But it would not be idle for long. Shortly thereafter, the powerhouse took a turn from industrial to social. Copper Country teenagers longed for a place to hang out with their friends, a place that would serve them as well on stormy days as it did on fair ones. The idea met the approval of local religious leaders and other community members invested in area teens. Hancock youth had already formed a group, the Hancock Teen Center, that hosted dances in one of the town’s parking lots, but everyone felt that more was possible, that a dedicated gathering place would be best. At a meeting, someone proposed the winning idea: why not the old powerhouse? UPPCO was open to the idea, and young people from the Hancock Teen Center board toured the space with 4-H leader Elvin Hepker. “They thought it showed great possibilities,” Hepker said when interviewed by the Daily Mining Gazette.
To make the new teen center a reality, Copper Country youth needed to band together. The Hancock group dissolved and reformed with Houghton peers as the Houghton-Hancock Youth Organization, assisted by an adult advisory board. The organization’s leadership discussed potential renovation plans and settled on a favorite, which they presented to UPPCO for approval. Bosses at the power company gave their blessing and removed the remaining electrical equipment. Soon after, they deeded the property to the Copper Country Chamber of Commerce to hold in trust for the teens.
The Houghton-Hancock Youth Organization worked hard to raise money for powerhouse renovations. In December 1967, the Gazette reported that their plans would require about $10,000 to complete. The estimated cost came mostly from supplies; “the youths and interested adults” planned to donate as much labor as possible. Through this collaboration of physical work and fundraising, the teen center was ready for opening within a year. Featuring fluorescent and colored lights, hardwood floors, a ten-foot ceiling, wood paneling in vogue at the time, a lounge, and a snack bar, it made for an inviting space for regular Friday and Saturday dances. Boy Scout and Girl Scout troops, 4-H clubs, and other community youth groups also had an open invitation to use the powerhouse as a gathering place.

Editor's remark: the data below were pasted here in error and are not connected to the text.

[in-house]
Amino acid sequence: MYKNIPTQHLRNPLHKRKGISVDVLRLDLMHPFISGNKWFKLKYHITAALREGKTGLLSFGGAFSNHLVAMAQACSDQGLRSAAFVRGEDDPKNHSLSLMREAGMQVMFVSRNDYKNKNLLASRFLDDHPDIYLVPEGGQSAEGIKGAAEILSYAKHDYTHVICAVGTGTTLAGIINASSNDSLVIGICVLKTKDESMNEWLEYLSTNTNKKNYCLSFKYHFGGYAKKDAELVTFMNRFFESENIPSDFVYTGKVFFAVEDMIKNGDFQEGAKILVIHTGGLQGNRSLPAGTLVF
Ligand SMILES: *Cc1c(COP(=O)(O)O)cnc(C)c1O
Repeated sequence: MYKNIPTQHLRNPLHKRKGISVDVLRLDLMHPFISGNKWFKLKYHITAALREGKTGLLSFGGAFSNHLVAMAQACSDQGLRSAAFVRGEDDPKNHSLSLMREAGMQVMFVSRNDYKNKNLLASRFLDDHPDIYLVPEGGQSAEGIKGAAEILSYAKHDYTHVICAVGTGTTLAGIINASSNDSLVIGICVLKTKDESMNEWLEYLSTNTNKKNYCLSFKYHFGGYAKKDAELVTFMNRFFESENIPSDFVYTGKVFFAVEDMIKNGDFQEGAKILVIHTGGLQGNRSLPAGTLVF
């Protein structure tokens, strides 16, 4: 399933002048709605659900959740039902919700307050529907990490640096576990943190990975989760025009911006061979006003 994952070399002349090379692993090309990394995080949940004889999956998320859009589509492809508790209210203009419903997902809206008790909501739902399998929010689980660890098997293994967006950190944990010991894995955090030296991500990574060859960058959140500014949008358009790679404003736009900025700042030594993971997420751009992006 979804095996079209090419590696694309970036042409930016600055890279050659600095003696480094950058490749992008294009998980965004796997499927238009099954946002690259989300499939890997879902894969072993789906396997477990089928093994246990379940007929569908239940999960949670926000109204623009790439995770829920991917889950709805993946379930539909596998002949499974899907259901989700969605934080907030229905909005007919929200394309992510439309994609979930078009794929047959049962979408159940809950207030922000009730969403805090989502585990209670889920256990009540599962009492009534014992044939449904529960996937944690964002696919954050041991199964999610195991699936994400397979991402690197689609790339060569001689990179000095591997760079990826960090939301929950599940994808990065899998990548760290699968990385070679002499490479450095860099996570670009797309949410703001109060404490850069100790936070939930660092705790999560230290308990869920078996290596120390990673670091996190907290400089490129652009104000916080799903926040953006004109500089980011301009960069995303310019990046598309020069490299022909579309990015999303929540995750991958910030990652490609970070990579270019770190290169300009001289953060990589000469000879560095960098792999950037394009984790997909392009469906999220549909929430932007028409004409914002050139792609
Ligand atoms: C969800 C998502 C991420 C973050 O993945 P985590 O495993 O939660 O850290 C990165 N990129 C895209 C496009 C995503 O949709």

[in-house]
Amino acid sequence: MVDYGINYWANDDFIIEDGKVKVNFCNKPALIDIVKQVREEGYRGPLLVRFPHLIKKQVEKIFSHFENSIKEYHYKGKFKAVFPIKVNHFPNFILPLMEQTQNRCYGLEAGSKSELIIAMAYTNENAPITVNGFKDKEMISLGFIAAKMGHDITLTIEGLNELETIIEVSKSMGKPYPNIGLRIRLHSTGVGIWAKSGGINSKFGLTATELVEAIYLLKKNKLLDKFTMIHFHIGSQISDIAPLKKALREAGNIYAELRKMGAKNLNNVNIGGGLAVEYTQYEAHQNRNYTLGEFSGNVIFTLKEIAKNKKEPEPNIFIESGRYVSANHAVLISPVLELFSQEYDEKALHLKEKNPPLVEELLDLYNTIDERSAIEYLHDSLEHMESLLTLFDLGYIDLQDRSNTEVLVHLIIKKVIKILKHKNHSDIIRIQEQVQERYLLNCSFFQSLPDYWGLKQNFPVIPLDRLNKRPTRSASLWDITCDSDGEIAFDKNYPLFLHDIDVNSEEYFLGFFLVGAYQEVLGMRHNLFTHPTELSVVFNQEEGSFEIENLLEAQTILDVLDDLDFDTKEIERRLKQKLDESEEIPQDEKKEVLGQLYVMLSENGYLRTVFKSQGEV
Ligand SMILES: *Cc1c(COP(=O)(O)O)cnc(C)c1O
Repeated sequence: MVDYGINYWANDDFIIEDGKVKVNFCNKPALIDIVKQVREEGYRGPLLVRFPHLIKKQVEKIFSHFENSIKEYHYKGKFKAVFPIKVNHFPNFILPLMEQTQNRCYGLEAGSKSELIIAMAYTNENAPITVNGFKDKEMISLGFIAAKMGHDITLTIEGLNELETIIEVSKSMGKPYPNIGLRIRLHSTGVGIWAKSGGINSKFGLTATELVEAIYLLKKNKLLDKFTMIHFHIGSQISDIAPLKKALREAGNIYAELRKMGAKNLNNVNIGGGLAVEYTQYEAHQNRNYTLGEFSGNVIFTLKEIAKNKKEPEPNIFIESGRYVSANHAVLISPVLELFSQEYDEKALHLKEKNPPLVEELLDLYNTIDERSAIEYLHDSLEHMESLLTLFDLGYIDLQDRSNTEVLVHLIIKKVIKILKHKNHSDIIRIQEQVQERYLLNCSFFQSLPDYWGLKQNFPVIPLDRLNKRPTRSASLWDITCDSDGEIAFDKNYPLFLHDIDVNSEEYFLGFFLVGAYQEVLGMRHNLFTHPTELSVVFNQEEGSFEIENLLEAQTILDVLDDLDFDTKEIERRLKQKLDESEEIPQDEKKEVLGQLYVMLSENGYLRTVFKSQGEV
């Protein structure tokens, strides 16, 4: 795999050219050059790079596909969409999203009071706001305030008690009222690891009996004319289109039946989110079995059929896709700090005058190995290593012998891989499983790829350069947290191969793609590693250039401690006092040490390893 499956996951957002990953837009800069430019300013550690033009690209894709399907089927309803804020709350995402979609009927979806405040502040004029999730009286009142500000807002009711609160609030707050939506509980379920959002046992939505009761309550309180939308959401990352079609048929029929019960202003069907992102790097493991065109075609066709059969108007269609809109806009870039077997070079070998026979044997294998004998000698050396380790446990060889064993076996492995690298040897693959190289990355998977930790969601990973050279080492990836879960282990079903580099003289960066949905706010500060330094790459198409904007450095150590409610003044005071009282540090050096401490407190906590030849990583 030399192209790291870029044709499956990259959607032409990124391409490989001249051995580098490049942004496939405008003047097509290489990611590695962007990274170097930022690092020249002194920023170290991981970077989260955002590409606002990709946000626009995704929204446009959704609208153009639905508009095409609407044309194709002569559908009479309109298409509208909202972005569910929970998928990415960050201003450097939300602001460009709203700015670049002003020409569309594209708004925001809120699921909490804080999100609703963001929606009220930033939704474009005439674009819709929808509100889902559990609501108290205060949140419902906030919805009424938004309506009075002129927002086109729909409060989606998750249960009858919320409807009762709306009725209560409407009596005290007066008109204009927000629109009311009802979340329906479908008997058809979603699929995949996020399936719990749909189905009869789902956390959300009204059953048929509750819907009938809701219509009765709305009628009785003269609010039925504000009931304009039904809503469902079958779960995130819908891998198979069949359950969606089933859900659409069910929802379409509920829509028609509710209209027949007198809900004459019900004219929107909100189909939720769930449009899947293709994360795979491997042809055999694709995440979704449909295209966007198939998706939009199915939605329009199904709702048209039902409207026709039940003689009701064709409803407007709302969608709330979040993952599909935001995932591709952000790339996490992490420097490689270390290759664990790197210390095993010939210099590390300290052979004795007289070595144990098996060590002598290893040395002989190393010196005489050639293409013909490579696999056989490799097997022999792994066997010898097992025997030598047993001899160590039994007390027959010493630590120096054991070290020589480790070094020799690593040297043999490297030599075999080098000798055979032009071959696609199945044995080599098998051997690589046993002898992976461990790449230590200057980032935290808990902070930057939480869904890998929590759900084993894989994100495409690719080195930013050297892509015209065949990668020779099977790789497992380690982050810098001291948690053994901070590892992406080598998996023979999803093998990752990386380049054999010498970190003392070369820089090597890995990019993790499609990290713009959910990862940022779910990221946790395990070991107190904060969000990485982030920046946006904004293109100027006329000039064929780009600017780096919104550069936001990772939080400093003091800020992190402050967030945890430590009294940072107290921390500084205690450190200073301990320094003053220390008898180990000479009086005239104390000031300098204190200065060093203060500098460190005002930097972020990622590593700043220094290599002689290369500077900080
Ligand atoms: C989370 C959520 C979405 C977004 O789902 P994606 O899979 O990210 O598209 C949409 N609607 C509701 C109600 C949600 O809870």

While the teen center quickly became popular with its target audience, unfortunately financial difficulties quickly came calling. The cost of upkeep and operations for the old building took a toll and made running in the black nearly impossible. By 1974, the teen center was forced to close its doors, and youth activities shifted to the Dee Stadium ballroom for the next few years. Meanwhile, the old powerhouse passed through various hands as it gradually fell into disrepair.
One developer proposed to transform it into a hotel, an idea that never gained traction. In the 1980s, contractor Thomas Moyle, chief of a local construction firm, purchased the building and held onto it for the next decade. When spring arrived in 1998, Moyle’s employees began a concerted renovation of the exterior. The decision pleased Houghton leaders; the city manager had expressed “some concerns about… the building” and its deteriorating condition. Crews swept up bricks and chunks of sandstone that had crumbled around the powerhouse; they repaired mortar joints around the sandstone remaining in the building, a process called tuckpointing, to minimize further disintegration. At the time, Moyle said, he had no plans to do further work on the interior. The building would remain as it otherwise was until someone stepped forward to lease or purchase it.
The right match came along just a few years later. Michigan Tech saw the old powerhouse as the perfect home for its Enterprise SmartZone, an incubator for high-tech businesses like those its graduates produced. Here, startups just getting off the ground could set up their first professional spaces and try to attract attention. The Local Development Finance Authority, a financial wing of the SmartZone, purchased the building from Moyle for $374,000. By February 2003, about half of the $450,000 renovations necessary to make 7,500 square feet of the powerhouse into offices and cubicles were complete; Michigan Tech officials and the first businesses moved in that June. Early residents included GS Engineering, whose employees expressed enthusiasm about the beautiful view from their new workspaces.
Additional renovations and improvements to the powerhouse-turned-SmartZone continued over the next five years. More square footage was tidied up, creating better bathrooms, dedicated conference rooms, and better access to large windows that allowed sunlight to stream in. In the nearly two decades since, the building has demonstrated once again that it has staying power, that, like the Copper Country, it is endlessly versatile and always prepared for reinvention.